It’s only a shame that clients don’t know about these things in advance, and so many of them don’t realize that choosing a process server is not the same as shopping around for the same model of  TV set.

It does matter who you pick.

Melissa Brookstone
Editor in Chief

Service of Process in a Georgia Divorce: Sheriff or Private Process Server?

Posted On: September 7, 2012

Service of Process in a Georgia Divorce: Sheriff or Private Process Server?

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In Georgia, a civil action, including a divorce, cannot go forward until the defendant is served with a copy of all pertinent legal papers (what is termed “service of process”). Unless the defendant is willing to acknowledge service, O.C.G.A § 9-11-4(c) dictates that service must be effected by a sheriff in the county where the defendant resides or by a process server appointed by the court.

We are often asked what the difference is between the sheriff serving process and a private process server serving process. Regarding the validity of service, there is no difference. However, private process servers are typically faster at getting a defendant served than the sheriff. Whereas it could take the sheriff weeks to attempt to serve a defendant, private process servers usually make their first attempt in 1-3 days and will generally make more attempts at service. Further, private process servers will often honor special requests, such as the time of day you would like the defendant served, whereas the sheriff cannot. Additionally, private process servers may have the flexibility to acquire information from others in the surrounding area (such as neighbors) as to a difficult-to-serve defendant’s whereabouts.

Private process servers typically charge more to serve process than the sheriff’s office; however, the fee is usually only about $25-35 more. Although the fee is a little higher, private process servers are typically quicker and can be more effective when attempting to serve a defendant.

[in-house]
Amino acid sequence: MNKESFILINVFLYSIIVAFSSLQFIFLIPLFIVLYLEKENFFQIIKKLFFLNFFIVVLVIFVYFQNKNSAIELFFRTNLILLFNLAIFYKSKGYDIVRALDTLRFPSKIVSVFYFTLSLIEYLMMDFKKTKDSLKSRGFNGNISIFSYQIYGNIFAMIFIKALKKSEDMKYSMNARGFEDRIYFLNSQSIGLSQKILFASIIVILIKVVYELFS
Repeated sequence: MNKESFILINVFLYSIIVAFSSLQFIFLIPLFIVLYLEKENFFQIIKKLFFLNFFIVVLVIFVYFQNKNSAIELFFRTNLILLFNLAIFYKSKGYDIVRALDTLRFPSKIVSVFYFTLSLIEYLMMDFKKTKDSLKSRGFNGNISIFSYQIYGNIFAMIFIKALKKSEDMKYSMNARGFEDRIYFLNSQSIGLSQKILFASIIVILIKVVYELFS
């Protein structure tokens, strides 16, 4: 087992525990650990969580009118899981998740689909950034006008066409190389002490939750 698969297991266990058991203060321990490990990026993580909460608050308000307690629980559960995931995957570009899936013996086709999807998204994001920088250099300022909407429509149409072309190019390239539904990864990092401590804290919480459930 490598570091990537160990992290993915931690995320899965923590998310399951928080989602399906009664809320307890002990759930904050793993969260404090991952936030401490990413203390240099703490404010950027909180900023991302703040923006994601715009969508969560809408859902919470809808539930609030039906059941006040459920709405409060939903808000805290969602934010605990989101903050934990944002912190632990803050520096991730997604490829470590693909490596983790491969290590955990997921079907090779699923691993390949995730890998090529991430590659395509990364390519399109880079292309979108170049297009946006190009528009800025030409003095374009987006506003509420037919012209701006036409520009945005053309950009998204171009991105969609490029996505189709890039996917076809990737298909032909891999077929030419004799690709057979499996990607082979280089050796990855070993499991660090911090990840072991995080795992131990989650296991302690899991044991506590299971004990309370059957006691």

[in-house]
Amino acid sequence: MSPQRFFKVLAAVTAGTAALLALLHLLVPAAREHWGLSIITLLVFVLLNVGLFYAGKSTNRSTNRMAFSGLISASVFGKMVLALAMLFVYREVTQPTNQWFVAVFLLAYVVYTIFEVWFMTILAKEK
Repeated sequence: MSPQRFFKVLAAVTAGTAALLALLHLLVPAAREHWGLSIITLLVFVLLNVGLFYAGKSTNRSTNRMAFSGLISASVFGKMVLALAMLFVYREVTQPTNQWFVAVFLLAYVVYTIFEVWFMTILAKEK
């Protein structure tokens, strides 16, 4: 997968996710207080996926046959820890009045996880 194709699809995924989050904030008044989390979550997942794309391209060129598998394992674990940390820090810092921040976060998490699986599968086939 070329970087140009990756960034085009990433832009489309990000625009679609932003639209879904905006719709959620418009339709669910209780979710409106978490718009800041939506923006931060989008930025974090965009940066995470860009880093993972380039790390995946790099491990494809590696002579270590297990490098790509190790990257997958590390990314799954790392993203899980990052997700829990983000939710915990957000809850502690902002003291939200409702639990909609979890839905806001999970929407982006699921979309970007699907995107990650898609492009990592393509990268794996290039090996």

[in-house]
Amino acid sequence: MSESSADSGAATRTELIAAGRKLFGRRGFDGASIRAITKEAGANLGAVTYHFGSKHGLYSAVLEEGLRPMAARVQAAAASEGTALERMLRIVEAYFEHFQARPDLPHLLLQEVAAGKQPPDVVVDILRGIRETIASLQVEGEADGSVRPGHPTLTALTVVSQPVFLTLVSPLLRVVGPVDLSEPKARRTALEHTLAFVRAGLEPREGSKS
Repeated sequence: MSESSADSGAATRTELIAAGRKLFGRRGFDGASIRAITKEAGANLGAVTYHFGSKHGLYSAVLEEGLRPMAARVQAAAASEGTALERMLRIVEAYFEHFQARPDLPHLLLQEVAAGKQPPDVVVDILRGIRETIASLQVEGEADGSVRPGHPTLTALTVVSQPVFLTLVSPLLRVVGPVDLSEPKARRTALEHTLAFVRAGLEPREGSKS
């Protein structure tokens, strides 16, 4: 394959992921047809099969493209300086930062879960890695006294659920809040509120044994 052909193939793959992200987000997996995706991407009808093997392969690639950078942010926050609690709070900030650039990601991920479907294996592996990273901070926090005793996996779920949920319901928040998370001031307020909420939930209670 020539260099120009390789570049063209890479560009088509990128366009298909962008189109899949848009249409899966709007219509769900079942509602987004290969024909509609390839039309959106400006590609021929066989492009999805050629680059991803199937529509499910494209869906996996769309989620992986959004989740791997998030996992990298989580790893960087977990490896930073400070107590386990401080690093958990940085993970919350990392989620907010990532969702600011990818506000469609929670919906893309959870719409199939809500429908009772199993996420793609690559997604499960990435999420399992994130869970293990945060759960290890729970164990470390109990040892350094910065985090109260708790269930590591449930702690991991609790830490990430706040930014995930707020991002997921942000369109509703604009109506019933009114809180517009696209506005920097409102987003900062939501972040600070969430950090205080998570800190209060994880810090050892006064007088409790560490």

For more information on service, we recommend you contact one of our Atlanta Divorce Attorneys to counsel you on your options.

By: Courtney H. Carpenter, Associate Attorney, Meriwether & Tharp, LLC

Posted by Meriwether & Tharp | Permalink | Email This Post

Posted In: Divorce




New Notary Rules Clarified

In a conversation today with the Colorado Secretary of State, Notary Division, a few rumors and misconceptions were clarified, in regards to the Colorado Notary Law changes which took effect August 8, 2012.


Effective immediately the use of a Notary Journal is mandatory, whether or not you, your company, your law firm or the clerk of the court maintain a copy of the notarized document.


  • JOURNAL REQUIREMENTS – A journal book will be required to contain the type and date of the notarial act, the title or type of document being notarized, the name, address and signature of the person signing, and the name, address, and signature of each witness to the notarization. You may voluntarily maintain a copy of notarized documents as a backup, should your notary journal be lost or stolen.
  • There is no way to correct the issue of not maintaining a Notary Journal since August 8, 2012. However the use of a Journal sooner rather than later will be taken into consideration, should you be audited by the Notary Division.
  • Seal Standards – The notary seal standards have changed. Renewing/new notaries will be required to obtain and use a seal that conforms to new standards.  The new seal standards require:
    • A rectangle rubber ink stamp.
    • The stamp must contain within the outline, the notary’s printed legal name, the words “Notary Public,” the words “State of Colorado,” the notary’s 11-digit ID number, and the notary’s commission expiration date.
  • Currently commissioned notaries – May continue using seals obtained before August 8, 2012 until renewal of their commission. For those who are eligible to continue using their current notary seal, there is no requirement to print your 11 digit ID. However you may do so voluntarily

Link to Colorado Revised Statutes, Title 12, Article 55, Notary Public

Steven D. Glenn

President, Process Servers Association of Colorado

Director, National Association of Professional Process Servers